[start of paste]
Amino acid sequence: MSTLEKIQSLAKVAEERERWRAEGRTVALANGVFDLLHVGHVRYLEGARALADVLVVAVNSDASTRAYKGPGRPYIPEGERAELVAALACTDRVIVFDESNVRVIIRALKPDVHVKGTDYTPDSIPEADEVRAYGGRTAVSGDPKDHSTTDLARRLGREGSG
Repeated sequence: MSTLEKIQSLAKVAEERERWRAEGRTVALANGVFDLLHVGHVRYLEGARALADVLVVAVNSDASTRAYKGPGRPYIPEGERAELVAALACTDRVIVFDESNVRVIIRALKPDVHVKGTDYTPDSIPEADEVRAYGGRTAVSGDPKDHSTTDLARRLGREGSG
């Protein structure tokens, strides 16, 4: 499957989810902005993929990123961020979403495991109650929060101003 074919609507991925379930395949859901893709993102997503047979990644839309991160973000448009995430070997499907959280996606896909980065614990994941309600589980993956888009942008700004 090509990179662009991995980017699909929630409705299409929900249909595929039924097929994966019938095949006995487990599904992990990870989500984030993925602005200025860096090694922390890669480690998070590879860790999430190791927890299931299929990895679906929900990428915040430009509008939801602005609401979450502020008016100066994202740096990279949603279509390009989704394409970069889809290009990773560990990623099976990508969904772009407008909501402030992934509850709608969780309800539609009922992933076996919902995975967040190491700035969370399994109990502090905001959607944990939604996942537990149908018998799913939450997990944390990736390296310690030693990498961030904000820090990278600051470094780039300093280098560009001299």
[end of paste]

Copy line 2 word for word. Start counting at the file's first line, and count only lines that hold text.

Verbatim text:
Repeated sequence: MSTLEKIQSLAKVAEERERWRAEGRTVALANGVFDLLHVGHVRYLEGARALADVLVVAVNSDASTRAYKGPGRPYIPEGERAELVAALACTDRVIVFDESNVRVIIRALKPDVHVKGTDYTPDSIPEADEVRAYGGRTAVSGDPKDHSTTDLARRLGREGSG